Here's what has changed, and what has been learned.Read article
Lately I’ve been dragging in the gym. I have bouts of low energy and think it could have something to do with my diet. What foods should I include in my meals to ensure lots of energy in the gym and out?
Diet can have a tremendous impact on your energy level. Many people turn to caffeine or sugar when they are low on energy, and while this can provide a short-term energy boost, it eventually backfires. Once the sugar or caffeine wears off, your body realizes that it has nothing to use for energy, and you end up exhausted and hungry (and much more likely to overeat). A few tweaks to your food choices and meal timing will help guarantee plenty of energy at the gym and throughout your day.
Eat a balanced breakfast. Include complex carbs, protein, and fat. Swap out processed foods like doughnuts, pastries, and bagels (which will just cause a blood sugar spike and subsequent energy crash) for healthier options. Try whole-grain cereals with nuts and fruit, an omelet with veggies and cheese, or Greek yogurt with granola.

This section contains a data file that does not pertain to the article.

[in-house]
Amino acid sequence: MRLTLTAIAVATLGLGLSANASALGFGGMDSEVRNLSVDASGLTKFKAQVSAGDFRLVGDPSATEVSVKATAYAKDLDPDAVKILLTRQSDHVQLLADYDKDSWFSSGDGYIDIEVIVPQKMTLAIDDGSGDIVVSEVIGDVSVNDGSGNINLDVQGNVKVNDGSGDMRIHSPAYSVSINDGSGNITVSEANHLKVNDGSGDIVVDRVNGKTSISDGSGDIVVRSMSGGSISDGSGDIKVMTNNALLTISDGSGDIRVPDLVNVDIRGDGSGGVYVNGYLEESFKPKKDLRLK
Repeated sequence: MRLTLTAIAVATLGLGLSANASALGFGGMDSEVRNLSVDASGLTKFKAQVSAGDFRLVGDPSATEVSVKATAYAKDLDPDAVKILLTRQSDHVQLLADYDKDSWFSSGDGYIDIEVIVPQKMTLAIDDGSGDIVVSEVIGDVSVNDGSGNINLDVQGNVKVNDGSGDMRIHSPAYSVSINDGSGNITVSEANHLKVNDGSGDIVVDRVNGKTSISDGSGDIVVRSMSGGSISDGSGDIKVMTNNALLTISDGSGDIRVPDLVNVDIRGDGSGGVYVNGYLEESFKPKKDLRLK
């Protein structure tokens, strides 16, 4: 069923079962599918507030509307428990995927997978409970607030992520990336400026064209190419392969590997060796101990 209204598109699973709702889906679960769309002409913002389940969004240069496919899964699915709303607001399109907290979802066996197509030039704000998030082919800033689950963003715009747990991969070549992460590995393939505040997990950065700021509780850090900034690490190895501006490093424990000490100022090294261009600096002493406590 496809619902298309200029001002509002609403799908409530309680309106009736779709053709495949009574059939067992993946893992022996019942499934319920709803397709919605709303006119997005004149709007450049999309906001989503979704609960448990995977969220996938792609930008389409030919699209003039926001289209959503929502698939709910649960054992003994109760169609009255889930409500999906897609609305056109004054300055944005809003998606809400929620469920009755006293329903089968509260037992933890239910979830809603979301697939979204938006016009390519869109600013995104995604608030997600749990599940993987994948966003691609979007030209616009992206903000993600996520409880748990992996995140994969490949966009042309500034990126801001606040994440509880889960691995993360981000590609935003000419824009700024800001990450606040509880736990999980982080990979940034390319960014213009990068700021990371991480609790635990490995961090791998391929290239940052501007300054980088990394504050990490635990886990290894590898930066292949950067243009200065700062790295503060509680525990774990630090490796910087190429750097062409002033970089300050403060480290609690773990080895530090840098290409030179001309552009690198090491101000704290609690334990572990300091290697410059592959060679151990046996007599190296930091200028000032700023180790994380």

Don’t overdo it on carbs. While carbs provide quick energy, too high a carb load (with not enough protein and fat) can cause a drop in blood sugar and low energy. Focus on balancing fiber, protein, and fat at each meal to slow the release of glucose into the blood and help prevent energy crashes.
Make sure you’re eating enough. Getting sufficient calories and protein ensures that you are fueling your body for energy. When you eat less than you need for basic biological function, your energy levels will suffer. You will also break down precious calorie-burning muscle tissue for energy—something no one wants happening.
Don’t overeat. Overeating puts the body into overdrive, channeling large amounts of energy to digest and absorb all that food, so afterward all you want to do is lie down and sleep. – FLEX